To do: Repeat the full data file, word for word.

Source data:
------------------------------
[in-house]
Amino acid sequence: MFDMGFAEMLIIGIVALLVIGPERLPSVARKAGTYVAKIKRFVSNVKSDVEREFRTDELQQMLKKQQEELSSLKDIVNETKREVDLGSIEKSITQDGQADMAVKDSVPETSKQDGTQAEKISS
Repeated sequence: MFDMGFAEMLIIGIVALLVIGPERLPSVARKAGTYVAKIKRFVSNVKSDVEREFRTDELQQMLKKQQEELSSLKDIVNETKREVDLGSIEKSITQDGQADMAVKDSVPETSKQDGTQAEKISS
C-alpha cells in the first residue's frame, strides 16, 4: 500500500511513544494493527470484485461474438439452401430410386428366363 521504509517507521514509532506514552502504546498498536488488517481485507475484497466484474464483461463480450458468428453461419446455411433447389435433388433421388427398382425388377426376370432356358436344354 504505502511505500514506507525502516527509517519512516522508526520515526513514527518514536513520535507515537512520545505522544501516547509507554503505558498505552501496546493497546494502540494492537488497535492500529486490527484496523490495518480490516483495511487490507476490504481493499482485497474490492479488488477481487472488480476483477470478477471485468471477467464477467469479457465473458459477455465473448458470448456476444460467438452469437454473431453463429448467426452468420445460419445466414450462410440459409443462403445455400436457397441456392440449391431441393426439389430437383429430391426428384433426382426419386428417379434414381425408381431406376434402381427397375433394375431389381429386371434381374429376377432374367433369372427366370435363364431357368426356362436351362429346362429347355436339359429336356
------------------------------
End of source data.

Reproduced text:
[in-house]
Amino acid sequence: MFDMGFAEMLIIGIVALLVIGPERLPSVARKAGTYVAKIKRFVSNVKSDVEREFRTDELQQMLKKQQEELSSLKDIVNETKREVDLGSIEKSITQDGQADMAVKDSVPETSKQDGTQAEKISS
Repeated sequence: MFDMGFAEMLIIGIVALLVIGPERLPSVARKAGTYVAKIKRFVSNVKSDVEREFRTDELQQMLKKQQEELSSLKDIVNETKREVDLGSIEKSITQDGQADMAVKDSVPETSKQDGTQAEKISS
C-alpha cells in the first residue's frame, strides 16, 4: 500500500511513544494493527470484485461474438439452401430410386428366363 521504509517507521514509532506514552502504546498498536488488517481485507475484497466484474464483461463480450458468428453461419446455411433447389435433388433421388427398382425388377426376370432356358436344354 504505502511505500514506507525502516527509517519512516522508526520515526513514527518514536513520535507515537512520545505522544501516547509507554503505558498505552501496546493497546494502540494492537488497535492500529486490527484496523490495518480490516483495511487490507476490504481493499482485497474490492479488488477481487472488480476483477470478477471485468471477467464477467469479457465473458459477455465473448458470448456476444460467438452469437454473431453463429448467426452468420445460419445466414450462410440459409443462403445455400436457397441456392440449391431441393426439389430437383429430391426428384433426382426419386428417379434414381425408381431406376434402381427397375433394375431389381429386371434381374429376377432374367433369372427366370435363364431357368426356362436351362429346362429347355436339359429336356